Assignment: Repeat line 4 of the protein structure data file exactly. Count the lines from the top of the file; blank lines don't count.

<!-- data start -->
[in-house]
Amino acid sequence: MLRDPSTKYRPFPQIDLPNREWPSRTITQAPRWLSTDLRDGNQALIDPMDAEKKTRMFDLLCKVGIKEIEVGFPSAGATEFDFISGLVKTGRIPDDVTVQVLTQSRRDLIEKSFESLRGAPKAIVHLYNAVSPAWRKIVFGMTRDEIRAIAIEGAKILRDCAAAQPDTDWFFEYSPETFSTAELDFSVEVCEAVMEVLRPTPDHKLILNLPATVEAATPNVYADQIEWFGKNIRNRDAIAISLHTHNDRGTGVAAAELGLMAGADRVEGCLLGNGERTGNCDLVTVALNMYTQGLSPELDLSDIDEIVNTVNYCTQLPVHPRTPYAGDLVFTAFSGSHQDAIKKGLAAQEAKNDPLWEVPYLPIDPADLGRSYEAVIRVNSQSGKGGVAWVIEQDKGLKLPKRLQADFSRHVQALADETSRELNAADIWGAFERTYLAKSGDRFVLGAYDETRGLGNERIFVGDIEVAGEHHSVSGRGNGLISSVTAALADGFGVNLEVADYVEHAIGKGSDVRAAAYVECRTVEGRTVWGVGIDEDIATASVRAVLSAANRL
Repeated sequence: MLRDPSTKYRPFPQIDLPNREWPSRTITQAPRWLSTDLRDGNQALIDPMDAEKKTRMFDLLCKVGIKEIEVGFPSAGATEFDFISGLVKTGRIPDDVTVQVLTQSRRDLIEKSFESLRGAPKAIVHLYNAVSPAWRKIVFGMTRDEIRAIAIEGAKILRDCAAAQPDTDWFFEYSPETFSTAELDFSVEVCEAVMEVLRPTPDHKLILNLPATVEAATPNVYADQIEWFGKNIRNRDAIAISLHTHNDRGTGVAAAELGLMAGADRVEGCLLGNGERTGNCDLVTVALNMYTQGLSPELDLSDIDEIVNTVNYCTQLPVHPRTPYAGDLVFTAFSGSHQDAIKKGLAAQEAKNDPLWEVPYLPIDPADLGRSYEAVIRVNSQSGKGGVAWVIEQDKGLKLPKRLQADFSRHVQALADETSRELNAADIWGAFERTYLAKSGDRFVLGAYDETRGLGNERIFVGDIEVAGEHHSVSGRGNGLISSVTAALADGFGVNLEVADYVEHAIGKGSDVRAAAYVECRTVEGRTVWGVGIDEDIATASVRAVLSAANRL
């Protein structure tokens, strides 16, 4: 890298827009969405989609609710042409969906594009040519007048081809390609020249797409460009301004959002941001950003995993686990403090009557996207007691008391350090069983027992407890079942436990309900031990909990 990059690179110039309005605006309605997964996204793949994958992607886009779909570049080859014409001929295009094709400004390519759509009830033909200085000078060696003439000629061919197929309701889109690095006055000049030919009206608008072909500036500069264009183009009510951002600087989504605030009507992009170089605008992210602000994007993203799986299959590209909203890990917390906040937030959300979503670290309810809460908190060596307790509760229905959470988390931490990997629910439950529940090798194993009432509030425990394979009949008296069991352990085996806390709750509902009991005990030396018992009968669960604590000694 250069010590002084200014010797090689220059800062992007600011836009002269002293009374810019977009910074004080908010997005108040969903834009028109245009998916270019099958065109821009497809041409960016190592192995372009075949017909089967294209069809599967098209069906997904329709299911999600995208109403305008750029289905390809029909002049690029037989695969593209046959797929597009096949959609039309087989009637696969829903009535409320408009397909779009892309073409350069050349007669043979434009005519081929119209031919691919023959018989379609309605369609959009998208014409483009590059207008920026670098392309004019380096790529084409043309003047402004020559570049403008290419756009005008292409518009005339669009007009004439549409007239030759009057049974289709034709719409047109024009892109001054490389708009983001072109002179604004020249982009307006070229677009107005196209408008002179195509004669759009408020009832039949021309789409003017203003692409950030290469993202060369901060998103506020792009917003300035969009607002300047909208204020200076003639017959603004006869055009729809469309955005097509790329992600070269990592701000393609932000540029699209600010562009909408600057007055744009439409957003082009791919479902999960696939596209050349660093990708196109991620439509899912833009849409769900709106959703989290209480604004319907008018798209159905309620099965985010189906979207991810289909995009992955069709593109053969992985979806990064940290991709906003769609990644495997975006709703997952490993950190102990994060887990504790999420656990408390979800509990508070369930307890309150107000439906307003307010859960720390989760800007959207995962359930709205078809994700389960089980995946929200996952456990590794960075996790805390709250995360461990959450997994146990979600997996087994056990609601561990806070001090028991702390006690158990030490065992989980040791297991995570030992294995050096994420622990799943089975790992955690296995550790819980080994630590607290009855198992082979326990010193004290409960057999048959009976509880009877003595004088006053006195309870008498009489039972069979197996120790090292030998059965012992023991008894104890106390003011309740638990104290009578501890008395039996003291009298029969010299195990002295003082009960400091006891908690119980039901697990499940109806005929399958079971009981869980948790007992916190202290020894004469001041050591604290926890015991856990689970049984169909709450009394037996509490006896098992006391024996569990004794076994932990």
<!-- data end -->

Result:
């Protein structure tokens, strides 16, 4: 890298827009969405989609609710042409969906594009040519007048081809390609020249797409460009301004959002941001950003995993686990403090009557996207007691008391350090069983027992407890079942436990309900031990909990 990059690179110039309005605006309605997964996204793949994958992607886009779909570049080859014409001929295009094709400004390519759509009830033909200085000078060696003439000629061919197929309701889109690095006055000049030919009206608008072909500036500069264009183009009510951002600087989504605030009507992009170089605008992210602000994007993203799986299959590209909203890990917390906040937030959300979503670290309810809460908190060596307790509760229905959470988390931490990997629910439950529940090798194993009432509030425990394979009949008296069991352990085996806390709750509902009991005990030396018992009968669960604590000694 250069010590002084200014010797090689220059800062992007600011836009002269002293009374810019977009910074004080908010997005108040969903834009028109245009998916270019099958065109821009497809041409960016190592192995372009075949017909089967294209069809599967098209069906997904329709299911999600995208109403305008750029289905390809029909002049690029037989695969593209046959797929597009096949959609039309087989009637696969829903009535409320408009397909779009892309073409350069050349007669043979434009005519081929119209031919691919023959018989379609309605369609959009998208014409483009590059207008920026670098392309004019380096790529084409043309003047402004020559570049403008290419756009005008292409518009005339669009007009004439549409007239030759009057049974289709034709719409047109024009892109001054490389708009983001072109002179604004020249982009307006070229677009107005196209408008002179195509004669759009408020009832039949021309789409003017203003692409950030290469993202060369901060998103506020792009917003300035969009607002300047909208204020200076003639017959603004006869055009729809469309955005097509790329992600070269990592701000393609932000540029699209600010562009909408600057007055744009439409957003082009791919479902999960696939596209050349660093990708196109991620439509899912833009849409769900709106959703989290209480604004319907008018798209159905309620099965985010189906979207991810289909995009992955069709593109053969992985979806990064940290991709906003769609990644495997975006709703997952490993950190102990994060887990504790999420656990408390979800509990508070369930307890309150107000439906307003307010859960720390989760800007959207995962359930709205078809994700389960089980995946929200996952456990590794960075996790805390709250995360461990959450997994146990979600997996087994056990609601561990806070001090028991702390006690158990030490065992989980040791297991995570030992294995050096994420622990799943089975790992955690296995550790819980080994630590607290009855198992082979326990010193004290409960057999048959009976509880009877003595004088006053006195309870008498009489039972069979197996120790090292030998059965012992023991008894104890106390003011309740638990104290009578501890008395039996003291009298029969010299195990002295003082009960400091006891908690119980039901697990499940109806005929399958079971009981869980948790007992916190202290020894004469001041050591604290926890015991856990689970049984169909709450009394037996509490006896098992006391024996569990004794076994932990």